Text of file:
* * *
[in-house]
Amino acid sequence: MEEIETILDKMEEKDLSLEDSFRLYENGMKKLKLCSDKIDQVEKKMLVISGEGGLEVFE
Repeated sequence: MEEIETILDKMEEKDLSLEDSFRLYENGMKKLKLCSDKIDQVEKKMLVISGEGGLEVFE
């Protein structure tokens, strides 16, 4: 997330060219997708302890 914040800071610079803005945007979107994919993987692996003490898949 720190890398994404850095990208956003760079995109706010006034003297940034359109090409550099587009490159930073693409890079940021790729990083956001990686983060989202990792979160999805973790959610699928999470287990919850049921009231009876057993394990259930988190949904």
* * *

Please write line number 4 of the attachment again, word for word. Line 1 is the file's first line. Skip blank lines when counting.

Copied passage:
């Protein structure tokens, strides 16, 4: 997330060219997708302890 914040800071610079803005945007979107994919993987692996003490898949 720190890398994404850095990208956003760079995109706010006034003297940034359109090409550099587009490159930073693409890079940021790729990083956001990686983060989202990792979160999805973790959610699928999470287990919850049921009231009876057993394990259930988190949904």